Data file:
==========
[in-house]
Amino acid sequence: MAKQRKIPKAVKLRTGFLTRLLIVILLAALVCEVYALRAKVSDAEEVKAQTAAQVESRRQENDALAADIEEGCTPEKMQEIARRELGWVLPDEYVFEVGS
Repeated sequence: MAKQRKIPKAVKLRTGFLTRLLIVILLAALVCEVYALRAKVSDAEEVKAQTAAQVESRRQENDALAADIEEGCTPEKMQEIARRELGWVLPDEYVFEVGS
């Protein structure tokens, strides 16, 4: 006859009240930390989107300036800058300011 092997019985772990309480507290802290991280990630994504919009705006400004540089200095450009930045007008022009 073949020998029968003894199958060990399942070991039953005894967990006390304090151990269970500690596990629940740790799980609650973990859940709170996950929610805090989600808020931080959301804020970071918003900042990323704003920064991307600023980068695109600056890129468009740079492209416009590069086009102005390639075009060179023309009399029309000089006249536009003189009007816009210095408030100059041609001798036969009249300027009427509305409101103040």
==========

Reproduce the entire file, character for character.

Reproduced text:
[in-house]
Amino acid sequence: MAKQRKIPKAVKLRTGFLTRLLIVILLAALVCEVYALRAKVSDAEEVKAQTAAQVESRRQENDALAADIEEGCTPEKMQEIARRELGWVLPDEYVFEVGS
Repeated sequence: MAKQRKIPKAVKLRTGFLTRLLIVILLAALVCEVYALRAKVSDAEEVKAQTAAQVESRRQENDALAADIEEGCTPEKMQEIARRELGWVLPDEYVFEVGS
């Protein structure tokens, strides 16, 4: 006859009240930390989107300036800058300011 092997019985772990309480507290802290991280990630994504919009705006400004540089200095450009930045007008022009 073949020998029968003894199958060990399942070991039953005894967990006390304090151990269970500690596990629940740790799980609650973990859940709170996950929610805090989600808020931080959301804020970071918003900042990323704003920064991307600023980068695109600056890129468009740079492209416009590069086009102005390639075009060179023309009399029309000089006249536009003189009007816009210095408030100059041609001798036969009249300027009427509305409101103040």